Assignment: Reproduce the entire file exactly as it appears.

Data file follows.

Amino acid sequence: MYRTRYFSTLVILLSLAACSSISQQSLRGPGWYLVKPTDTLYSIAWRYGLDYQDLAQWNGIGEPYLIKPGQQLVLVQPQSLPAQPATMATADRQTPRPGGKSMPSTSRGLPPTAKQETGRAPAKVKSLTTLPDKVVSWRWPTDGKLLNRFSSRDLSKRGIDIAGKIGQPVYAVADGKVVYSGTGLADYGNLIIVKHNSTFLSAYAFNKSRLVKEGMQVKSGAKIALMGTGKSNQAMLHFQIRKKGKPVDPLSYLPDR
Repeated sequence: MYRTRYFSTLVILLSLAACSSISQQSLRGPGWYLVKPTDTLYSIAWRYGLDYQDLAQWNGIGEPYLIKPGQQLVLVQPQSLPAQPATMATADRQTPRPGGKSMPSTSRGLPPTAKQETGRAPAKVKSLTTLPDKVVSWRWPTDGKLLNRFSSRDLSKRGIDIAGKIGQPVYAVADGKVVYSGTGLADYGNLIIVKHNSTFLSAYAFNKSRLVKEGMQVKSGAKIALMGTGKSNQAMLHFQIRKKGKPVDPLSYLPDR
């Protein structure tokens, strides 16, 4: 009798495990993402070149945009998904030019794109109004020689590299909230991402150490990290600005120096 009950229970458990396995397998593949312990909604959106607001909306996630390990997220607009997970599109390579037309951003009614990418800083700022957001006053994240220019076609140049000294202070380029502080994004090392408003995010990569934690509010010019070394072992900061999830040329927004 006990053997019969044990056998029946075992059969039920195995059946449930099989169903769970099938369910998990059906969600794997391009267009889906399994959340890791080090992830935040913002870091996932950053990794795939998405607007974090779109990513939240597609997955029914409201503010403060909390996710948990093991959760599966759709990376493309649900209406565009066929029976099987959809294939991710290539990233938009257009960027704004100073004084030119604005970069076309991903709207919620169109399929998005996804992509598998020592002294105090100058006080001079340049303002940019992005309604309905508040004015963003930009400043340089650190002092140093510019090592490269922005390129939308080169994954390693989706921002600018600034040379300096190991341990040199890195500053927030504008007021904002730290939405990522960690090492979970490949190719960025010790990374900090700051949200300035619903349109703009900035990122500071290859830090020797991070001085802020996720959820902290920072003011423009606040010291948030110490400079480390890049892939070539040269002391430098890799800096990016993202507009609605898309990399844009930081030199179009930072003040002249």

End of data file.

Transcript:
Amino acid sequence: MYRTRYFSTLVILLSLAACSSISQQSLRGPGWYLVKPTDTLYSIAWRYGLDYQDLAQWNGIGEPYLIKPGQQLVLVQPQSLPAQPATMATADRQTPRPGGKSMPSTSRGLPPTAKQETGRAPAKVKSLTTLPDKVVSWRWPTDGKLLNRFSSRDLSKRGIDIAGKIGQPVYAVADGKVVYSGTGLADYGNLIIVKHNSTFLSAYAFNKSRLVKEGMQVKSGAKIALMGTGKSNQAMLHFQIRKKGKPVDPLSYLPDR
Repeated sequence: MYRTRYFSTLVILLSLAACSSISQQSLRGPGWYLVKPTDTLYSIAWRYGLDYQDLAQWNGIGEPYLIKPGQQLVLVQPQSLPAQPATMATADRQTPRPGGKSMPSTSRGLPPTAKQETGRAPAKVKSLTTLPDKVVSWRWPTDGKLLNRFSSRDLSKRGIDIAGKIGQPVYAVADGKVVYSGTGLADYGNLIIVKHNSTFLSAYAFNKSRLVKEGMQVKSGAKIALMGTGKSNQAMLHFQIRKKGKPVDPLSYLPDR
């Protein structure tokens, strides 16, 4: 009798495990993402070149945009998904030019794109109004020689590299909230991402150490990290600005120096 009950229970458990396995397998593949312990909604959106607001909306996630390990997220607009997970599109390579037309951003009614990418800083700022957001006053994240220019076609140049000294202070380029502080994004090392408003995010990569934690509010010019070394072992900061999830040329927004 006990053997019969044990056998029946075992059969039920195995059946449930099989169903769970099938369910998990059906969600794997391009267009889906399994959340890791080090992830935040913002870091996932950053990794795939998405607007974090779109990513939240597609997955029914409201503010403060909390996710948990093991959760599966759709990376493309649900209406565009066929029976099987959809294939991710290539990233938009257009960027704004100073004084030119604005970069076309991903709207919620169109399929998005996804992509598998020592002294105090100058006080001079340049303002940019992005309604309905508040004015963003930009400043340089650190002092140093510019090592490269922005390129939308080169994954390693989706921002600018600034040379300096190991341990040199890195500053927030504008007021904002730290939405990522960690090492979970490949190719960025010790990374900090700051949200300035619903349109703009900035990122500071290859830090020797991070001085802020996720959820902290920072003011423009606040010291948030110490400079480390890049892939070539040269002391430098890799800096990016993202507009609605898309990399844009930081030199179009930072003040002249």